Date and time
Until Friday 13 July 2018
Waikato Museum, 1 Grantham Street, Hamilton.
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This ground-breaking exhibition curated by Mātauranga Māori (Māori knowledge) experts shines the spotlight on Māori astronomy and examines the traditional Māori societal view of the night sky and how it is being revitalised in the modern world.
Te Whaanau Maarama (Waikato-Tainui reo for 'Whānau Mārama') is the family of light – the celestial bodies of te rā (sun), te marama (moon), ngā whetū (stars), hinātore (phosphorescent light), parikoikoi (gloomy light) and hinerauāmoa (small star). Placed in the sky by the god Tane, they’ve guided Māori across the Pacific Ocean and have played a pivotal role in Māori agricultural, fishing, hunting, building – foretelling aspects of the coming seasons and weather conditions – and in ceremony, language and culture.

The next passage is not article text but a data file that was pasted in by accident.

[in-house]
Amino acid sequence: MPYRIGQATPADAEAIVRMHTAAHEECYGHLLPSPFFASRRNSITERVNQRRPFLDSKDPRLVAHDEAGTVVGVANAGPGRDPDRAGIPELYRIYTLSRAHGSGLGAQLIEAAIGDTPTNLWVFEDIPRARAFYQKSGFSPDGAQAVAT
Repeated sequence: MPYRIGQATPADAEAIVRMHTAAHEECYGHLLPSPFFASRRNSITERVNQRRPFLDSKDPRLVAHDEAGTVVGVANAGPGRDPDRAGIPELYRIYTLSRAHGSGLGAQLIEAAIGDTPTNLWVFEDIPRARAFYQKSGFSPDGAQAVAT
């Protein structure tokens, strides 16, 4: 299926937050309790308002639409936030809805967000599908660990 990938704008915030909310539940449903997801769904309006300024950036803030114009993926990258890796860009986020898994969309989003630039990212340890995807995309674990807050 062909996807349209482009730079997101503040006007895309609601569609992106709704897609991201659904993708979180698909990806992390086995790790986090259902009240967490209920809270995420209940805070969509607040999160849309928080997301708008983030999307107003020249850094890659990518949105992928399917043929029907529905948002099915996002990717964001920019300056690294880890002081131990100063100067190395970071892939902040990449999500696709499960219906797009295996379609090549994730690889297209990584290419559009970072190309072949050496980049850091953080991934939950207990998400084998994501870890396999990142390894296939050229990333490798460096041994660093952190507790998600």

Part 1: The origins of Maaori astronomy and how the various bodies of light came to be in the sky.
Part 2: The connection between the stars and the earth, includes images of the stars and various traditional implements.
Part 3: Modern Maaori astronomy, in particular the evolution of Matariki in the past 20 years.
Te Whaanau Maarama will recreate Huiterangiora, the original house that contained the heavenly bodies, and this will serve as the platform for the exhibition.
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